Much of the country experienced an abnormally cold winter in 2014, which, I thought, might have had an effect on this obnoxious species. A recent study discovered that Aedes albopictus eggs will suffer 100% mortality after being exposed to temperature of 10° F (-12° C) for four hours, or 5° F (-15° C) for one hour.  On January 7, the low temperature at Reagan National Airport was 6° F; on this day the temperature may possibly have met the condition of four hours at 10° F or lower.  For most of the spring I held out hope that the cold might have locally eliminated the Asian Tiger Mosquito (until it could recolonize from warmer areas, which one hopes would take a few years).

   But then on May 21, I received the first Asian Tiger Mosquito bite of the year.  Asian Tiger Mosquitoes are still here, bringing another summer of misery.  I assume that ultimately it was a problem of microclimate. Members of the species lay their eggs in holes in trees and other cavities where rainwater accumulates.  These cavities presumably created sheltered environments in which the temperature was significantly warmer than that of the surrounding air.  

Friday, June 13, 2014

Presidential Longevity

Former President George H. W. Bush marked his 90th birthday yesterday by skydiving from a helicopter.  This sort of longevity is seemingly universal among chief executives from the last few decades.  Ronald Reagan and Gerald Ford both lived to be 93, and Jimmy Carter is still alive and active at 89.

I have read (although I don't have any relevant links) that modern presidential campaigns are so strenuous that only the most healthy candidates can endure them.  It seems reasonable that such a process would select a group of Presidents healthy enough to generally live abnormally long lives.

Presidents from before about forty years ago did not tend to reach such advanced ages, however.  Richard Nixon lived to 81, Dwight Eisenhower died at 78, and Lyndon Johnson only made it to 64.

Was  this because health care at the time was less advanced, or were campaigns in that era less grueling, and thus less likely to select Presidents with the potential to live to 90? 

Saturday, May 31, 2014

It's Time to Blog Again

It's time to blog again, just to keep up my minimum of one post per month.  Unfortunately, I haven't had time yet to move my blog notes from my old computer, which, after refusing to turn on for weeks, suddenly started working again when I took it in to be repaired.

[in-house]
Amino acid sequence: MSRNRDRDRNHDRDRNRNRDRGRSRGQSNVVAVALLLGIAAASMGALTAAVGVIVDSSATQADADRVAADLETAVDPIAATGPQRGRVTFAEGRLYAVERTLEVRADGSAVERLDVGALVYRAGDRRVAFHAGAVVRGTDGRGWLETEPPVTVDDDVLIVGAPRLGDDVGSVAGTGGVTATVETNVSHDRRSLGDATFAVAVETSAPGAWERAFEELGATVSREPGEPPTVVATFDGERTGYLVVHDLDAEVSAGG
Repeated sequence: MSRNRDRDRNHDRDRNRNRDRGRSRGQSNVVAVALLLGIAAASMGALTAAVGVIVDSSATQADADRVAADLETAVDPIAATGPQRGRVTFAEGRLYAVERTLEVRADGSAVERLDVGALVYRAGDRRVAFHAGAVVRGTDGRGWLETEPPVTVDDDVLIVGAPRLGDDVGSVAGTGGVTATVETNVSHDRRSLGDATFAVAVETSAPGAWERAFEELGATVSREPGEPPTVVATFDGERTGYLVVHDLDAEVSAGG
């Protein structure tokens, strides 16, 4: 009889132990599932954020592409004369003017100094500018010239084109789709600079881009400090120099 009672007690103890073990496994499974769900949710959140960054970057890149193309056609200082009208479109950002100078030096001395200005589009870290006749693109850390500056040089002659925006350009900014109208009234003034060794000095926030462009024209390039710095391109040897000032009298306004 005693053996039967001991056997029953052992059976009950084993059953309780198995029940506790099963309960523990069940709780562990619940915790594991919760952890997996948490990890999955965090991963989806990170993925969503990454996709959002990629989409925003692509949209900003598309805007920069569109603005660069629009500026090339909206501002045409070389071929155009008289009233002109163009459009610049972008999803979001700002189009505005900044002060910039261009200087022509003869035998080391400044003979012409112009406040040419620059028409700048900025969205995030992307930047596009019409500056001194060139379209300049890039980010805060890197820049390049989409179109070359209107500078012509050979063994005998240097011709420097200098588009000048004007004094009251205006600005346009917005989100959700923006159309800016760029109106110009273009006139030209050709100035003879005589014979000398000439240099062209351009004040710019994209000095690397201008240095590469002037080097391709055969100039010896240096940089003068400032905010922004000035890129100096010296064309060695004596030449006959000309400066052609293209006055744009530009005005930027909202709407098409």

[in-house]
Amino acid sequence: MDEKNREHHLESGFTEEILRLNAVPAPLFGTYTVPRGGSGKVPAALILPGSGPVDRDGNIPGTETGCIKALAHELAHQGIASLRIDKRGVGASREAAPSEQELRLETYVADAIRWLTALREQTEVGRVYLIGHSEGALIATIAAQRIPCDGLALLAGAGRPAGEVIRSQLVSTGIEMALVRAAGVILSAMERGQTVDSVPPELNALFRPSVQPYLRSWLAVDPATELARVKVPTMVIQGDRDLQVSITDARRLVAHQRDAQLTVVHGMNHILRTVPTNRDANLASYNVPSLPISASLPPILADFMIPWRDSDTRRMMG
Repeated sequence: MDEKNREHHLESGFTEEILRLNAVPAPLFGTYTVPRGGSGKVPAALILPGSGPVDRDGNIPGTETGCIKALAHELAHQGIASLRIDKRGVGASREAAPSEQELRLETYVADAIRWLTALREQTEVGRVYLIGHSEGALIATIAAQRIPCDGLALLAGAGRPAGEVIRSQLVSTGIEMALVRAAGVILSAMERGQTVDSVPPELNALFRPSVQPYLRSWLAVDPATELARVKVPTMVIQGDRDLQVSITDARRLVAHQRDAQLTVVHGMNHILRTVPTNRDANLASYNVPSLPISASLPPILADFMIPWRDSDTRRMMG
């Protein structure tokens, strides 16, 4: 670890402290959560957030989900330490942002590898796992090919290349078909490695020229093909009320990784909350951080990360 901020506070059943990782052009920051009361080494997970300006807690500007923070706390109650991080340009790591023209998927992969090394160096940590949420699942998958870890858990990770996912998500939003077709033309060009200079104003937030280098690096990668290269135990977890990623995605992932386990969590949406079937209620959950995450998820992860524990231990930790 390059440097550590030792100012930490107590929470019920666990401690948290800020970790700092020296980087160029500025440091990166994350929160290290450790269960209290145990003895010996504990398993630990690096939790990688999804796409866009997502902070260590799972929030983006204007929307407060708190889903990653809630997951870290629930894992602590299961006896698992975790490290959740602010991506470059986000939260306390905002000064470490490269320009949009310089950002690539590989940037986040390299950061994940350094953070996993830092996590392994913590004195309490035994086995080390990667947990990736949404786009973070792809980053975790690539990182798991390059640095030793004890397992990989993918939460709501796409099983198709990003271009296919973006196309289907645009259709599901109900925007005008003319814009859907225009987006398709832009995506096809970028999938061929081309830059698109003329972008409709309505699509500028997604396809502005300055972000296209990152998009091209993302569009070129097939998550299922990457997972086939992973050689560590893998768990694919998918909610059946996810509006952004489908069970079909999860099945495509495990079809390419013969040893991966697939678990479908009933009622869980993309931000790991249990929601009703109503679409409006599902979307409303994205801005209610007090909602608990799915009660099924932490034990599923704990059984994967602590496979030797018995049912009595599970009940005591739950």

Maybe I can do some better blogging tomorrow.  

Wednesday, April 30, 2014

I Blog Again About Television Because That's All That I Can Do

 I always seem to end up blogging about television shows or some other shallow element of entertainment culture.  And I'm going to do it again.  Unfortunately blogging about anything more substantial requires too much research, and I generally don't have the energy.  And it doesn't help that my old computer, which had all my notes for future blog posts (and lots of other stuff) on it, stopped working a few weeks ago, and I haven't had the chance to see if I can get it repaired.  

Two things are weighing on my mind concerning television.

The first is last week's Parks and Recreation season finale, at the end of which the show jumped three years into the future, and possibly jumped the shark as well.  Does this mean that next season will be set in 2017, or that all the past seasons have been set three years prior to their broadcast dates without us knowing it?

The second is Craig Ferguson announcing that he will be leaving his late night show at the end of the year.  I'm sure that Craig Ferguson will appear in other venues in future years.  But I can't imagine that we'll have any opportunity to see Geoff Peterson again.  And that is what is truly sad.